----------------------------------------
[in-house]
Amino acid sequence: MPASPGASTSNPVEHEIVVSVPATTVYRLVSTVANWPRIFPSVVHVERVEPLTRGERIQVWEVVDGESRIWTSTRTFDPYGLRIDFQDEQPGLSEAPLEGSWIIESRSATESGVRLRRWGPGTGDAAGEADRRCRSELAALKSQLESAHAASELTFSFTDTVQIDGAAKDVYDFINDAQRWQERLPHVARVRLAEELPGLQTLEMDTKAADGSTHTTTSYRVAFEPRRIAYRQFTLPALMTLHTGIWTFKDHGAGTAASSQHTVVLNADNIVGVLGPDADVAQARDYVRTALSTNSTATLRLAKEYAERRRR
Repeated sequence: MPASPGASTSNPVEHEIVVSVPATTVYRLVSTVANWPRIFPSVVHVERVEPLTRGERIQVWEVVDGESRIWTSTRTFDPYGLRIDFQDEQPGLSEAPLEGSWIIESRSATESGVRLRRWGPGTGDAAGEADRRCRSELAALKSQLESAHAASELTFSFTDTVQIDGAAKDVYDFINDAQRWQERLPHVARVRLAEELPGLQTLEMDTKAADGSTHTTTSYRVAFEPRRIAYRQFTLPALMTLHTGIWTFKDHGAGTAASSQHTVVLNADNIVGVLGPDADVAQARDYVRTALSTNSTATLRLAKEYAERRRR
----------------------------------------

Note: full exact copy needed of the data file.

[in-house]
Amino acid sequence: MPASPGASTSNPVEHEIVVSVPATTVYRLVSTVANWPRIFPSVVHVERVEPLTRGERIQVWEVVDGESRIWTSTRTFDPYGLRIDFQDEQPGLSEAPLEGSWIIESRSATESGVRLRRWGPGTGDAAGEADRRCRSELAALKSQLESAHAASELTFSFTDTVQIDGAAKDVYDFINDAQRWQERLPHVARVRLAEELPGLQTLEMDTKAADGSTHTTTSYRVAFEPRRIAYRQFTLPALMTLHTGIWTFKDHGAGTAASSQHTVVLNADNIVGVLGPDADVAQARDYVRTALSTNSTATLRLAKEYAERRRR
Repeated sequence: MPASPGASTSNPVEHEIVVSVPATTVYRLVSTVANWPRIFPSVVHVERVEPLTRGERIQVWEVVDGESRIWTSTRTFDPYGLRIDFQDEQPGLSEAPLEGSWIIESRSATESGVRLRRWGPGTGDAAGEADRRCRSELAALKSQLESAHAASELTFSFTDTVQIDGAAKDVYDFINDAQRWQERLPHVARVRLAEELPGLQTLEMDTKAADGSTHTTTSYRVAFEPRRIAYRQFTLPALMTLHTGIWTFKDHGAGTAASSQHTVVLNADNIVGVLGPDADVAQARDYVRTALSTNSTATLRLAKEYAERRRR